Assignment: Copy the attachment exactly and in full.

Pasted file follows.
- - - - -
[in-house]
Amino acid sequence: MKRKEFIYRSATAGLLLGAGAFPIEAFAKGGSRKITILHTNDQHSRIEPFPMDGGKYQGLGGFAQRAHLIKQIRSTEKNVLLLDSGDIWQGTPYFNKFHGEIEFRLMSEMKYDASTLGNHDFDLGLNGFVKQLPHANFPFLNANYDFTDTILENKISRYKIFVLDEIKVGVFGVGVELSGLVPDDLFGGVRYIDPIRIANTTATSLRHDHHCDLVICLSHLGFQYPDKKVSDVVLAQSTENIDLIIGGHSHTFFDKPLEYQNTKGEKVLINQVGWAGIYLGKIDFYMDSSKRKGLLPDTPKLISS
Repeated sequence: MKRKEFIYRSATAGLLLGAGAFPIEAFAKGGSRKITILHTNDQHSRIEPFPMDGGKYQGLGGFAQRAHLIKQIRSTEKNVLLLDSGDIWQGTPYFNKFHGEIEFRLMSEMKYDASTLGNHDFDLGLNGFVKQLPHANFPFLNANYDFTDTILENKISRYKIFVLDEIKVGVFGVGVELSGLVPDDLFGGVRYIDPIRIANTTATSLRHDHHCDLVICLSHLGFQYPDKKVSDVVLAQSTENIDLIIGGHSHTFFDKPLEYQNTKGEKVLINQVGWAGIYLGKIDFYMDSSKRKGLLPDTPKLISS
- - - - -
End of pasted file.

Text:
[in-house]
Amino acid sequence: MKRKEFIYRSATAGLLLGAGAFPIEAFAKGGSRKITILHTNDQHSRIEPFPMDGGKYQGLGGFAQRAHLIKQIRSTEKNVLLLDSGDIWQGTPYFNKFHGEIEFRLMSEMKYDASTLGNHDFDLGLNGFVKQLPHANFPFLNANYDFTDTILENKISRYKIFVLDEIKVGVFGVGVELSGLVPDDLFGGVRYIDPIRIANTTATSLRHDHHCDLVICLSHLGFQYPDKKVSDVVLAQSTENIDLIIGGHSHTFFDKPLEYQNTKGEKVLINQVGWAGIYLGKIDFYMDSSKRKGLLPDTPKLISS
Repeated sequence: MKRKEFIYRSATAGLLLGAGAFPIEAFAKGGSRKITILHTNDQHSRIEPFPMDGGKYQGLGGFAQRAHLIKQIRSTEKNVLLLDSGDIWQGTPYFNKFHGEIEFRLMSEMKYDASTLGNHDFDLGLNGFVKQLPHANFPFLNANYDFTDTILENKISRYKIFVLDEIKVGVFGVGVELSGLVPDDLFGGVRYIDPIRIANTTATSLRHDHHCDLVICLSHLGFQYPDKKVSDVVLAQSTENIDLIIGGHSHTFFDKPLEYQNTKGEKVLINQVGWAGIYLGKIDFYMDSSKRKGLLPDTPKLISS